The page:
Over the last few years Australia’s Jack Moir has come to be known as one of the top downhill racers in the world. Last June he debuted the new 29-inch-wheeled Intense M29 downhill bike at the Fort William World Cup race in Scotland. Moir placed second in the finals, right between winner Greg Minnaar and bronze medalist Aaron Gwin, the two winningest men in the history of World Cup downhill racing.
That race was Jack Moir’s best World Cup finish to date, and it may well be a sign of how big a threat he’s likely to be in the years ahead. Why do people call Moir “Shark Attack Jack’’? That’s easy. He was attacked by a shark when he was a kid. Fortunately, he lived to tell about it. See the accompanying sidebar to read about it.
Name: Jack Moir
Nickname: “Shark Attack Jack’’
Birthdate: February 8, 1994
Height: 193cm (6 feet 4 inches) Weight: 80 kilograms (176 pounds) Shoe size: 10
Helmet size: Medium
Marital status: Single
Current home: Bonnels Bay, Australia
Car: Holden Colorado [an Australian-made pickup truck]
Started racing: 2007
Turned pro: 2015
Racing specialty: Downhill
Favorite course (North America): Mont-Sainte-Anne, Canada
Favorite course (Europe): Val di Sole, Italy
Favorite food: Thai
Goals: To be a consistent podium rider
Heroes: Sam Hill, Chad Reed, Mick Fanning
Favorite recording artist: G-Eazy
Favorite movie: Wolf of Wall Street
Favorite hobbies: Surfing, moto riding, skiing
Jobs held (other than racer): None
Always takes on a trip: Spare iPhone screen and tool kit
What you would be if you were not a racer: Professional beach bum
The MBA Q&A:
Jack Moir opens up
MBA: Where did you grow up?
Jack: Central Coast of Australia.
MBA: What kind of work do your parents do?
Jack: Dad is an engineer. Mum owns a jewelry shop.
MBA: When did you first learn to ride a bike?
Jack: When I was 4 years old.
MBA: Who taught you?
MBA: Did you compete on other kinds of bikes before mountain bikes?
Jack: I used to ride motorbikes a lot when I was younger but never competed. Before bike competitions, I competed in surfing and skate comps.
MBA: When did you get your first mountain bike?
Jack: I got my first mountain bike for Christmas in 2007. It was a Kona Stinky.
MBA: When did you start competing on mountain bikes?
Jack: I started doing downhill state races the year I got my bike, in 2007, then gradually started doing national rounds, and that led to World Cups.
MBA: How did you finish in your first competition?
Jack: I got third place in U15s.
MBA: Did you win any titles as an amateur?
Jack: No. I never won any titles as an amateur—a few podiums, but no wins. It was tough growing up with Troy Brosnan and Connor Fearon [laughs].
MBA: What have been your best results as a pro?
Jack: My best results as a pro would have to be my second place at the Fort William World Cup, fourth at the Cairns World Championships and seventh overall in the World Cup series.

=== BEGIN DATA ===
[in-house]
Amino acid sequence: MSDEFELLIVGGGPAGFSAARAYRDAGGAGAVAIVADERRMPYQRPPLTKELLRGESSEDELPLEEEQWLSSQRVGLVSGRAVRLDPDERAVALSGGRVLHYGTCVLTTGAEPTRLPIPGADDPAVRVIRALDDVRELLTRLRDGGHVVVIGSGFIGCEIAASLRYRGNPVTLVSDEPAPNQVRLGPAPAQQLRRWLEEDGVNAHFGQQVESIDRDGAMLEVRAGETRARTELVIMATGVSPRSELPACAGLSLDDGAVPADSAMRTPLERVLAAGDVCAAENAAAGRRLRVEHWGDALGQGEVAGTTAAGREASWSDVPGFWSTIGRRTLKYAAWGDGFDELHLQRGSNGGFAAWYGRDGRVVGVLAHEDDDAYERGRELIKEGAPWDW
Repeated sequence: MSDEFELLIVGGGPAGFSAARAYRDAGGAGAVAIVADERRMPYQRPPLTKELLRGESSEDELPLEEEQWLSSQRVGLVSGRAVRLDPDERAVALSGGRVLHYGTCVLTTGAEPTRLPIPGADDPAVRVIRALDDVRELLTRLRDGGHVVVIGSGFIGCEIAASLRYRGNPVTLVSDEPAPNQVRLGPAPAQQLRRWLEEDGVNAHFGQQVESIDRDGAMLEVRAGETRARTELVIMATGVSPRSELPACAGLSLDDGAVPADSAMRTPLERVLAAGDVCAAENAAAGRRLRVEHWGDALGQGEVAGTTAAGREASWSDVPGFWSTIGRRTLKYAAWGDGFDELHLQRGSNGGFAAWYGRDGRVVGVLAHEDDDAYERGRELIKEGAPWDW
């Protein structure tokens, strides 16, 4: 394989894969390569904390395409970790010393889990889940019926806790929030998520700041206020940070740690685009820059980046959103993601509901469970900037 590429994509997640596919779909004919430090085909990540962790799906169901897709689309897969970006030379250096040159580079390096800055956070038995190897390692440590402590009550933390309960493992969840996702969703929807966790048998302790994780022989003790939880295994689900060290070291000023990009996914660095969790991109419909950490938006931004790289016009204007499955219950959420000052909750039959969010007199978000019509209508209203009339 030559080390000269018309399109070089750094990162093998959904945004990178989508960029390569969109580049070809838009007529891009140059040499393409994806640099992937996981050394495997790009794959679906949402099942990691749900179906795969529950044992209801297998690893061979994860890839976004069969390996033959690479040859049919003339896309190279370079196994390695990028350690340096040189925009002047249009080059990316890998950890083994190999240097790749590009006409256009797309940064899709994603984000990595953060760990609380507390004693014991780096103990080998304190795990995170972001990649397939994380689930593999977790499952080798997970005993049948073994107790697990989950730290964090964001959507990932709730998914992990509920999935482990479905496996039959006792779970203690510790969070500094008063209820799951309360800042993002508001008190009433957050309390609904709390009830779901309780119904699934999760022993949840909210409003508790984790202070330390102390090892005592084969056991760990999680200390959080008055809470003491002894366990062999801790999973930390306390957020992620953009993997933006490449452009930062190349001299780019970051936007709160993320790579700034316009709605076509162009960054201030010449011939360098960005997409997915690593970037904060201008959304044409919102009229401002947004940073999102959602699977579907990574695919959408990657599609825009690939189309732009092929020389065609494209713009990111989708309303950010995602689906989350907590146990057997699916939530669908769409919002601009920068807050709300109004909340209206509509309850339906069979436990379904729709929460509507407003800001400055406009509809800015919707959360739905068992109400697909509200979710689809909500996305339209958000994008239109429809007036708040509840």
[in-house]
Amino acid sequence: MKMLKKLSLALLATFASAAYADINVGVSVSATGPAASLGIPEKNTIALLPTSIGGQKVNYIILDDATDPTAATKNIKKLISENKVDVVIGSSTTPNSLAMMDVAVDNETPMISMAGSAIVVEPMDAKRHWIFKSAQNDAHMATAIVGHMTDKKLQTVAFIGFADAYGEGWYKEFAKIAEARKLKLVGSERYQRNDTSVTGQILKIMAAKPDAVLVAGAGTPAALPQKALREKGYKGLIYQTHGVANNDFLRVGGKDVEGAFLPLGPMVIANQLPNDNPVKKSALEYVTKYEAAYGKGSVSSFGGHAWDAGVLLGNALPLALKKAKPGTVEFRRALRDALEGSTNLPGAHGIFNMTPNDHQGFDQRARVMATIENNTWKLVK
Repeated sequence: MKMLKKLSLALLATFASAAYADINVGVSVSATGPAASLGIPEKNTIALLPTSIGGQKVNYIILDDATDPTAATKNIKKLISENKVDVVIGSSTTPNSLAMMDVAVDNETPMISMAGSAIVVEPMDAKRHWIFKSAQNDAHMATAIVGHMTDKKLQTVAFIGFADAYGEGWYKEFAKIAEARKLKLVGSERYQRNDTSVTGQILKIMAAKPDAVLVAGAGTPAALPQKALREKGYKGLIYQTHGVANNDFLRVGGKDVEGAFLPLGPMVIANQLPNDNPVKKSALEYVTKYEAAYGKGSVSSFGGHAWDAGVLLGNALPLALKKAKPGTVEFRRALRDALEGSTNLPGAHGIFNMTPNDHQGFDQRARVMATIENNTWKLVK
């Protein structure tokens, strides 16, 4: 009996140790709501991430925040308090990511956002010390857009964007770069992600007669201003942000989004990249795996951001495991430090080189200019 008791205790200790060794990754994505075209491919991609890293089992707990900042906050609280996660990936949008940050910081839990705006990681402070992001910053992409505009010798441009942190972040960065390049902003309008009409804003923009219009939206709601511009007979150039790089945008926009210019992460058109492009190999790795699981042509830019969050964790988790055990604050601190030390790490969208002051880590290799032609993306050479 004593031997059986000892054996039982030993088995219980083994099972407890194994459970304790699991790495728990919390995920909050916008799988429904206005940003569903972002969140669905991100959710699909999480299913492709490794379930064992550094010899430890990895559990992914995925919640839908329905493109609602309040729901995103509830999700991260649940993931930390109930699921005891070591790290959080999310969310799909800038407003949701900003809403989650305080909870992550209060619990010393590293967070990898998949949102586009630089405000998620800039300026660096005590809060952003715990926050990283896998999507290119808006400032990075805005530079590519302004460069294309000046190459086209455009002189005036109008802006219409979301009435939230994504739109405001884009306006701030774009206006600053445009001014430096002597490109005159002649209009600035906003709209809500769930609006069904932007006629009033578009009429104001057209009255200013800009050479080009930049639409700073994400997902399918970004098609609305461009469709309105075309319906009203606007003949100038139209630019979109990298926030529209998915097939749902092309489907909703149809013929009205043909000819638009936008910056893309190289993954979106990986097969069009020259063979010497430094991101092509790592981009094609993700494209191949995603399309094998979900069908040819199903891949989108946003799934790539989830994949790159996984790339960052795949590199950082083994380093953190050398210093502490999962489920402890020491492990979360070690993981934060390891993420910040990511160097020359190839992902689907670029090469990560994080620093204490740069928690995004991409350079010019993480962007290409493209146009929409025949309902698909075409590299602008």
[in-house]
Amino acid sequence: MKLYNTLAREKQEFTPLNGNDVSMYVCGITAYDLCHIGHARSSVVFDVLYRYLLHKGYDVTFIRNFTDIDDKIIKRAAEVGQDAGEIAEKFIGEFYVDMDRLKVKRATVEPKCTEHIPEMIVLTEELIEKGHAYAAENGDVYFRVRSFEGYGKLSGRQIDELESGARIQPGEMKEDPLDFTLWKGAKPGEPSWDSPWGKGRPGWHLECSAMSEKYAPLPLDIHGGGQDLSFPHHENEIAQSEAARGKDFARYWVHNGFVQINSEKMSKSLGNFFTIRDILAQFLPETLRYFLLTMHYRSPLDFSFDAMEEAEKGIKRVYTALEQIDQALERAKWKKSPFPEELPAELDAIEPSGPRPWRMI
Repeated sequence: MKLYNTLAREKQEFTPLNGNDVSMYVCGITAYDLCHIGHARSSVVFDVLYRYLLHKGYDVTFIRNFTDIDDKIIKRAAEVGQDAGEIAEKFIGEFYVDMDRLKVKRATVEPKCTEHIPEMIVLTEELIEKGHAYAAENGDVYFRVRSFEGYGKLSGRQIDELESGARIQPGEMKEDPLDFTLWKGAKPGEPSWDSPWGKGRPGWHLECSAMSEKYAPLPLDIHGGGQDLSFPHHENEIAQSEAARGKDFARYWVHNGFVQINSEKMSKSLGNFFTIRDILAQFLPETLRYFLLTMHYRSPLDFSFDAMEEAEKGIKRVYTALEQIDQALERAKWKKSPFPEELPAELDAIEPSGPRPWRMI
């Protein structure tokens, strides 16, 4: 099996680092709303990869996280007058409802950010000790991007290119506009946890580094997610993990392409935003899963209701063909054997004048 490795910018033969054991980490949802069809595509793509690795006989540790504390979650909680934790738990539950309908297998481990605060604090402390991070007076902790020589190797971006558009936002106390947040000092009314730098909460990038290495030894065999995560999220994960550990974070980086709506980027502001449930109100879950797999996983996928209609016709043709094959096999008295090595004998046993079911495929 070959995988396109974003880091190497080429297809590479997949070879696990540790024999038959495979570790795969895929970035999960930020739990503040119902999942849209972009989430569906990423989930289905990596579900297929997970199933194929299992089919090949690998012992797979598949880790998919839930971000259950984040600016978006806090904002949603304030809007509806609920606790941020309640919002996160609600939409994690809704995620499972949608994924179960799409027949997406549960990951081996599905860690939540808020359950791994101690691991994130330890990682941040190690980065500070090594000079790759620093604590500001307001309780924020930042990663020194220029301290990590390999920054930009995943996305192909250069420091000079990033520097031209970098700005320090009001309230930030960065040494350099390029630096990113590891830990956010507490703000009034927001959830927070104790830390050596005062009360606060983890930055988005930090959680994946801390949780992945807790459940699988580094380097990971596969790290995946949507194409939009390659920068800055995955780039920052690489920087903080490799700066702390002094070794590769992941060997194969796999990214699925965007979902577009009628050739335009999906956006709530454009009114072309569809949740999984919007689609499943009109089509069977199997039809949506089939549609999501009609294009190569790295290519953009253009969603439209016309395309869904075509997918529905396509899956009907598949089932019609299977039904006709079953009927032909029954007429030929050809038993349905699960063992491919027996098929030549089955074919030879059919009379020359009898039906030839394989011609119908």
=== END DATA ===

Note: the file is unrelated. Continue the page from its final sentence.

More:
MBA: Did you attend college?
Jack: No. I finished high school, though. Then, after that, I started traveling over to Europe to race.
MBA: What awards did you win in school, if any?
Jack: I got a couple of general academic awards throughout high school—nothing special, though [laughs].
MBA: What other sports have you done?
Jack: Surfing, motorbike riding, tennis, basketball, soccer and long-distance running.
MBA: Can you tell us something interesting or unusual about you or your family.
Jack: I can’t really think of anything that unusual to be honest. Maybe I’m not as weird as you think I am [laughs].
MBA: Is there some other interesting fact or trivia that people might like to know about you?
Jack: I got Employee of the Year at KFC when I was 15 and won $100.
INSIDE THE PROS’ BIKES
Jack Moir’s Intense M29 downhill bike
Standing 6-feet-4, Moir was eager to have Intense increase the wheel size of his bike, and Jeff Steber—the founder, CEO and head bike designer at Intense—was more than happy to build him what he wanted. Last spring Moir got to try an aluminum prototype of Intense’s new M29 downhill bike. He got the bike shortly before the Fort William race, the second downhill World Cup of the year.
“I only rode it for one week before that [race],” Jack recalls. “I knew it was a good fit for me when I started riding it. I was pretty keen to start racing it. The size is a lot better for a taller rider. The 29-inch wheels seem to smooth everything out a little. I feel as if I can flow down a trail and carry speed a lot easier when rolling on bigger wheels. My favorite thing about the new M29 is obviously how it rides, but I’m also stoked on how it looks. I was so pumped on the alloy prototype when I first laid eyes on it, and somehow Jeff has made the carbon version look even better than that. I’m loving the 29-inch wheels. I have been riding them on the Carbine for a couple years now, so [I’m] stoked that there is finally a downhill bike with them. They definitely suit a taller person, making the bike a lot less cramped and more comfortable.”
Estimated value: “There are two in the world currently,” Chappy told us, “but realistic pricing would be hard to say with so many prototype parts.”
Bike weight: 36 pounds, 3 ounces.
1. Frame: Intense Cycles, M29, Carbon, 200mm travel.